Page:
Indonesia has been an Obama prerogative, too. Export.gov, the web site his administration set up to help American companies export their products, christened the country a “national priority” for US firms. That goes for military as well as commercial fare: the same site trumpets “the US Pavilion at Indo Defence 2012,” an upcoming trade expo in which American defense companies can “find new opportunities in one of the hottest markets in the world.”

It isn’t just Obama and Boeing that want a piece of Indonesia’s weapons market. In April, British Prime Minister David Cameron made his own trip to Jakarta, a crew of defense company executives in tow. It had been more than a decade since Britain had imposed an arms embargo on Indonesia – a response to allegations that British-built Hawk aircraft had been used to bomb civilians in East Timor – and now he was calling for exports to resume. “We have to be honest and straightforward about the problems in the past,” Cameron told Kompas Daily ahead of his arrival in Jakarta. “But both Britain and Indonesia have made significant changes since then.”[9]

Reformed?

For a long time, the US provided Indonesia with military equipment. This came to a halt after 1991, when Indonesian troops armed with US-made M16 rifles gunned down more than 270 civilians in East Timor[10]. Following that, the US began imposing various restrictions on arms sales with Indonesia. These became most stringent in 1999 as the violence in East Timor reached a peak.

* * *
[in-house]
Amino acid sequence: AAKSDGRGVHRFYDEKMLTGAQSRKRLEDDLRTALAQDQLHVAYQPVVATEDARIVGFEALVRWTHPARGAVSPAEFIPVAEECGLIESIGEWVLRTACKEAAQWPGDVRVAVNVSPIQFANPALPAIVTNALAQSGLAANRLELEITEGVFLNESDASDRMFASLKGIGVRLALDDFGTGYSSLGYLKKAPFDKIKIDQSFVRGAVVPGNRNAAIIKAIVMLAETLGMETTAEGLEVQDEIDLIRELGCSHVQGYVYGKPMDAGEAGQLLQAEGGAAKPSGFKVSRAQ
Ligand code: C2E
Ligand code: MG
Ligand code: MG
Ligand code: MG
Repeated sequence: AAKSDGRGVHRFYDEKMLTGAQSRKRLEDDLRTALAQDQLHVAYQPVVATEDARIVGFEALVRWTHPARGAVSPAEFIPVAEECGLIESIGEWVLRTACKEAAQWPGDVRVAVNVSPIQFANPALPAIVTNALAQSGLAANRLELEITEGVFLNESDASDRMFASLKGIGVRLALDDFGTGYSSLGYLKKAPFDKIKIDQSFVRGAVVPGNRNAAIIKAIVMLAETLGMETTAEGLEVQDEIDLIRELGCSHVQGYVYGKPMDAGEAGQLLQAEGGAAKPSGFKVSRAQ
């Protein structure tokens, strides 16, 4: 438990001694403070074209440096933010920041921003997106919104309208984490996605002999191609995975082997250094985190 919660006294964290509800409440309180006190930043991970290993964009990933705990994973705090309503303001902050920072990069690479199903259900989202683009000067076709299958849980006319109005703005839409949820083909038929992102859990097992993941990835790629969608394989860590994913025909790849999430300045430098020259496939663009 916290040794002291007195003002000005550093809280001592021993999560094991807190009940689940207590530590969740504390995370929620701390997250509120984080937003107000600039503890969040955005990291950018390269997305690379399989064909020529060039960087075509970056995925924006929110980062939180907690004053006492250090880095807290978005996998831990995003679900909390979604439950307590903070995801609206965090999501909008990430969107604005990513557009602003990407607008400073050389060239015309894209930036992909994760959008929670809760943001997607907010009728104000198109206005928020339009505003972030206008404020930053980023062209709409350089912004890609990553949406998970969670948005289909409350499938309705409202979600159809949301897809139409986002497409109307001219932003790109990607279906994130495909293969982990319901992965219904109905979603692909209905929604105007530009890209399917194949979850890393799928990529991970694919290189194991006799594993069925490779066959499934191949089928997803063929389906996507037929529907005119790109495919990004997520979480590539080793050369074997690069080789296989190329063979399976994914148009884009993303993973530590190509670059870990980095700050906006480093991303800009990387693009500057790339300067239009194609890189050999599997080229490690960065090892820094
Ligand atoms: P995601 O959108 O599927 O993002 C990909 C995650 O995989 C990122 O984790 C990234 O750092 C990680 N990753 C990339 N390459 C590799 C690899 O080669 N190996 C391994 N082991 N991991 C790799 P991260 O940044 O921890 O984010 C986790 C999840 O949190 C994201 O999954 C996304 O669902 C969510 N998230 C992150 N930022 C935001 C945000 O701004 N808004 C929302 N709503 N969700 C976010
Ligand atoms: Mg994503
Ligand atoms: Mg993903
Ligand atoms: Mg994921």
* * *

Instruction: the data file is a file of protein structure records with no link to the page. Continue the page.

Under the Bush and Obama administrations, those ties were gradually restored. In 2006, Bush lifted all restrictions on military exports to Indonesia, citing the need for its cooperation in the War on Terror. In 2010, Obama removed the last barrier to normal relations when he did away with the ban on assistance to Indonesia’s notorious special forces, Kopassus. The Pentagon press secretary was quoted at the time as saying, “Clearly, [Kopassus] had a very dark past, but they have done a lot to change that.”[11]

Activists begged to differ. Sophie Richardson, a director at Human Rights Watch, said the administration’s stated criteria for resuming interactions with Kopassus were “far from adequate” and that anyway they were not being met. “It’s hard to see the [US] administration’s decision as anything other than a victory for abusive militaries worldwide,” she said[12].